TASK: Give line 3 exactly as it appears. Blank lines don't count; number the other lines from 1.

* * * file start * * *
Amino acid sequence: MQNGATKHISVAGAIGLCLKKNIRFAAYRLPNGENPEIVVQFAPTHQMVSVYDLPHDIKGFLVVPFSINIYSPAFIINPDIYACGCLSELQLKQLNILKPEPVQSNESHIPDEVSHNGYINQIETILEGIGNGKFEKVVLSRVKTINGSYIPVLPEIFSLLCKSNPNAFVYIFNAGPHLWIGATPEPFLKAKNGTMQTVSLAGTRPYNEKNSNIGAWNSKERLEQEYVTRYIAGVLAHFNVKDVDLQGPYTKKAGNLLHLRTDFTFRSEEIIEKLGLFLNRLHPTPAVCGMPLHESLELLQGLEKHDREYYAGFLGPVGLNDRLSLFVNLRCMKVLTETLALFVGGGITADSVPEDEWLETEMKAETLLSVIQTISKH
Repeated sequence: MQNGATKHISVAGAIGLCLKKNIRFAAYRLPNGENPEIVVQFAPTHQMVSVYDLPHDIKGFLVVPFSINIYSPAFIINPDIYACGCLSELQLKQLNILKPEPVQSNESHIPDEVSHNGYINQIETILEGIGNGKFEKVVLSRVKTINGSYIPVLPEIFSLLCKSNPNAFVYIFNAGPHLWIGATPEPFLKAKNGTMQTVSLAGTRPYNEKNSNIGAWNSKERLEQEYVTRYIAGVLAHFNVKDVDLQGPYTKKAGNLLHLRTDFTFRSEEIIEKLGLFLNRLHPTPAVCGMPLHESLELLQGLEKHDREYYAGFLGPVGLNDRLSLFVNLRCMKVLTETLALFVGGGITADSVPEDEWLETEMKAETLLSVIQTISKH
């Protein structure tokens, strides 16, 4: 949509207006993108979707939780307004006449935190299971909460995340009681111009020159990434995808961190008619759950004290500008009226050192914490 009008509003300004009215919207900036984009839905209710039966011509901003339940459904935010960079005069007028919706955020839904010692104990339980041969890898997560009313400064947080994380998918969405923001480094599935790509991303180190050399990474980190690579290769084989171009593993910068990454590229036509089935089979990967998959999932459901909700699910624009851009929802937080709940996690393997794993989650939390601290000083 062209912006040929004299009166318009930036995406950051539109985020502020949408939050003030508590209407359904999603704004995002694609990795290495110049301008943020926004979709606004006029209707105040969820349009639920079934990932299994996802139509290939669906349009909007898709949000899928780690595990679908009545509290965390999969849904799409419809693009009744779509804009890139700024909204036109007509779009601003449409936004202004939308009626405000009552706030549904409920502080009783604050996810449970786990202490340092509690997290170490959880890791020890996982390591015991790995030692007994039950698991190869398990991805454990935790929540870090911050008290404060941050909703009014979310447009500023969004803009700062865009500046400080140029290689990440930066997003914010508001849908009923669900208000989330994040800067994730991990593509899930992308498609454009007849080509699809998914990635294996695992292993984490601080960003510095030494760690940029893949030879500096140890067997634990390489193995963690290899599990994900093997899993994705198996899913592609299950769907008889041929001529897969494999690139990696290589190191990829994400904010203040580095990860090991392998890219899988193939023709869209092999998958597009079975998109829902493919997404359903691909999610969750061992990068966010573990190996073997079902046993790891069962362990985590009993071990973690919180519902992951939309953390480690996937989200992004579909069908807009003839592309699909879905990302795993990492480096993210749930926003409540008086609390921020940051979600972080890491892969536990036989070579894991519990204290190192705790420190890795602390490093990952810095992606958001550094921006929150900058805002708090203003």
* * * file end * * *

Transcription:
């Protein structure tokens, strides 16, 4: 949509207006993108979707939780307004006449935190299971909460995340009681111009020159990434995808961190008619759950004290500008009226050192914490 009008509003300004009215919207900036984009839905209710039966011509901003339940459904935010960079005069007028919706955020839904010692104990339980041969890898997560009313400064947080994380998918969405923001480094599935790509991303180190050399990474980190690579290769084989171009593993910068990454590229036509089935089979990967998959999932459901909700699910624009851009929802937080709940996690393997794993989650939390601290000083 062209912006040929004299009166318009930036995406950051539109985020502020949408939050003030508590209407359904999603704004995002694609990795290495110049301008943020926004979709606004006029209707105040969820349009639920079934990932299994996802139509290939669906349009909007898709949000899928780690595990679908009545509290965390999969849904799409419809693009009744779509804009890139700024909204036109007509779009601003449409936004202004939308009626405000009552706030549904409920502080009783604050996810449970786990202490340092509690997290170490959880890791020890996982390591015991790995030692007994039950698991190869398990991805454990935790929540870090911050008290404060941050909703009014979310447009500023969004803009700062865009500046400080140029290689990440930066997003914010508001849908009923669900208000989330994040800067994730991990593509899930992308498609454009007849080509699809998914990635294996695992292993984490601080960003510095030494760690940029893949030879500096140890067997634990390489193995963690290899599990994900093997899993994705198996899913592609299950769907008889041929001529897969494999690139990696290589190191990829994400904010203040580095990860090991392998890219899988193939023709869209092999998958597009079975998109829902493919997404359903691909999610969750061992990068966010573990190996073997079902046993790891069962362990985590009993071990973690919180519902992951939309953390480690996937989200992004579909069908807009003839592309699909879905990302795993990492480096993210749930926003409540008086609390921020940051979600972080890491892969536990036989070579894991519990204290190192705790420190890795602390490093990952810095992606958001550094921006929150900058805002708090203003």